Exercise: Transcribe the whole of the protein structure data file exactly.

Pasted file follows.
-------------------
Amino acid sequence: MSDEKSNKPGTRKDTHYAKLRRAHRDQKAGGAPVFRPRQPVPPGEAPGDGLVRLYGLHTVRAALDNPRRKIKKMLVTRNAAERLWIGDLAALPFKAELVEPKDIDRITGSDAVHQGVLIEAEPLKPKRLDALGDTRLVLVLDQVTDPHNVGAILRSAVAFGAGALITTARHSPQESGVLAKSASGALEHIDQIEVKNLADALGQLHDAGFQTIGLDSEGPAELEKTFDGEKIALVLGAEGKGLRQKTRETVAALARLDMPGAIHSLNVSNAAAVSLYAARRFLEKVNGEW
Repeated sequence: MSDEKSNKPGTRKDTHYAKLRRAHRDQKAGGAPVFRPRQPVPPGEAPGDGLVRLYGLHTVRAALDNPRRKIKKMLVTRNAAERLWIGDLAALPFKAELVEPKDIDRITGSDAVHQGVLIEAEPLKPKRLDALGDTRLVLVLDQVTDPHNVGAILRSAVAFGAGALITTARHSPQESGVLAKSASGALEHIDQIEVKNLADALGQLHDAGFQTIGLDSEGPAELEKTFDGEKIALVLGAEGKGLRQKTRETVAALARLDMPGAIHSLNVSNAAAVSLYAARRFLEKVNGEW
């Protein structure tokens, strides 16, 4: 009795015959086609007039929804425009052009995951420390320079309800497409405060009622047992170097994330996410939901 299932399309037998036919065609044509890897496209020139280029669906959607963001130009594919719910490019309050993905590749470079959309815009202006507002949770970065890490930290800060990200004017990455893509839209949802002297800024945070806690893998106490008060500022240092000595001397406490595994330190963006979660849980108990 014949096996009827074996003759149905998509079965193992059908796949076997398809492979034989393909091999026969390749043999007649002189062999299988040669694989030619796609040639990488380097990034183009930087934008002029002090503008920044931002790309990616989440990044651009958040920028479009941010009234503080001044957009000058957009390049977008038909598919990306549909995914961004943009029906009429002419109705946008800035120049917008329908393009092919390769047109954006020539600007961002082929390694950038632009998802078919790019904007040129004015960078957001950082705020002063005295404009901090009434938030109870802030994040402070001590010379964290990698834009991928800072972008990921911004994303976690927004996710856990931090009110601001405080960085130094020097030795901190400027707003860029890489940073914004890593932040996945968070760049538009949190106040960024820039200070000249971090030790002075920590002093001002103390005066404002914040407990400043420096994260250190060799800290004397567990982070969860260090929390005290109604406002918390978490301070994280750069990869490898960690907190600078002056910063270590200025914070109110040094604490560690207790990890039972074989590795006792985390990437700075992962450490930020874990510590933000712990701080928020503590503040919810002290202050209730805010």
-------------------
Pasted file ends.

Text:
Amino acid sequence: MSDEKSNKPGTRKDTHYAKLRRAHRDQKAGGAPVFRPRQPVPPGEAPGDGLVRLYGLHTVRAALDNPRRKIKKMLVTRNAAERLWIGDLAALPFKAELVEPKDIDRITGSDAVHQGVLIEAEPLKPKRLDALGDTRLVLVLDQVTDPHNVGAILRSAVAFGAGALITTARHSPQESGVLAKSASGALEHIDQIEVKNLADALGQLHDAGFQTIGLDSEGPAELEKTFDGEKIALVLGAEGKGLRQKTRETVAALARLDMPGAIHSLNVSNAAAVSLYAARRFLEKVNGEW
Repeated sequence: MSDEKSNKPGTRKDTHYAKLRRAHRDQKAGGAPVFRPRQPVPPGEAPGDGLVRLYGLHTVRAALDNPRRKIKKMLVTRNAAERLWIGDLAALPFKAELVEPKDIDRITGSDAVHQGVLIEAEPLKPKRLDALGDTRLVLVLDQVTDPHNVGAILRSAVAFGAGALITTARHSPQESGVLAKSASGALEHIDQIEVKNLADALGQLHDAGFQTIGLDSEGPAELEKTFDGEKIALVLGAEGKGLRQKTRETVAALARLDMPGAIHSLNVSNAAAVSLYAARRFLEKVNGEW
């Protein structure tokens, strides 16, 4: 009795015959086609007039929804425009052009995951420390320079309800497409405060009622047992170097994330996410939901 299932399309037998036919065609044509890897496209020139280029669906959607963001130009594919719910490019309050993905590749470079959309815009202006507002949770970065890490930290800060990200004017990455893509839209949802002297800024945070806690893998106490008060500022240092000595001397406490595994330190963006979660849980108990 014949096996009827074996003759149905998509079965193992059908796949076997398809492979034989393909091999026969390749043999007649002189062999299988040669694989030619796609040639990488380097990034183009930087934008002029002090503008920044931002790309990616989440990044651009958040920028479009941010009234503080001044957009000058957009390049977008038909598919990306549909995914961004943009029906009429002419109705946008800035120049917008329908393009092919390769047109954006020539600007961002082929390694950038632009998802078919790019904007040129004015960078957001950082705020002063005295404009901090009434938030109870802030994040402070001590010379964290990698834009991928800072972008990921911004994303976690927004996710856990931090009110601001405080960085130094020097030795901190400027707003860029890489940073914004890593932040996945968070760049538009949190106040960024820039200070000249971090030790002075920590002093001002103390005066404002914040407990400043420096994260250190060799800290004397567990982070969860260090929390005290109604406002918390978490301070994280750069990869490898960690907190600078002056910063270590200025914070109110040094604490560690207790990890039972074989590795006792985390990437700075992962450490930020874990510590933000712990701080928020503590503040919810002290202050209730805010």